It is the public policy of the State of Texas to encourage frequent and continuing contact between a child and a parent for periods of access or visitation, which optimizes the development of a close and nurturing relationship between each parent and the child. In Texas, there is a presumption that exists under the law that a “Standard Possession Order” provides reasonable minimum periods of access or visitation to a non-custodial parent and a minor child. This “Standard Possession Order”, set forth in the Texas family Law Code, is used as a guide to the courts in ordering the terms, conditions, and times of access or visitation. It addresses weekends, holidays, summer vacation, mother’s day, father’s day, among other pertinent days and events.
In ordering the terms, conditions, and times of access or visitation, the courts will be guided not only by the guidelines established by this standard possession order, but also the age, developmental status, needs, circumstances, and best interests of the child. Another factor the courts often consider is the distance between the parent and the child.
Recently, the Texas legislature enacted certain laws that address issues concerning visitation of parents who will be subject to military deployment, military mobilization, or temporary deployment. Some issues addressed are awarding the deployed serviceperson additional periods of visitation to compensate for the terms of deployment or awarding visitation to a designated person, chosen by that serviceperson, if the visitation is in the best interest of the child. Such a designated person, if the court so orders, will have the right to visit with the child for the terms of the military deployment, military mobilization, or temporary military duty. Once no longer actively deployed, the serviceperson will resume their periods of access or visitation.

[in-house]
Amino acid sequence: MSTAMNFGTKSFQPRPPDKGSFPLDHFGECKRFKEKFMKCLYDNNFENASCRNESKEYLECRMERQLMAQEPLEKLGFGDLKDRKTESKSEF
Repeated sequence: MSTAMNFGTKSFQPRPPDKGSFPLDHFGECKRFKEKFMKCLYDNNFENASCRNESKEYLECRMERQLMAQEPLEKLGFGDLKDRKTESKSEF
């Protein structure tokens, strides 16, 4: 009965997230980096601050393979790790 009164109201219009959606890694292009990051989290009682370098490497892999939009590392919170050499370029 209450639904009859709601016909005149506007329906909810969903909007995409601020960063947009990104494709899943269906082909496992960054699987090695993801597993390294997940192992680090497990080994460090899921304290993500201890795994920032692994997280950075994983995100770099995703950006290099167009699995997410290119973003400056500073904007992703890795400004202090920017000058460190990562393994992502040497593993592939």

The information presented here is a general guideline and should not be interpreted as a guarantee. Results may vary from case to case depending on the facts and circumstances of your case.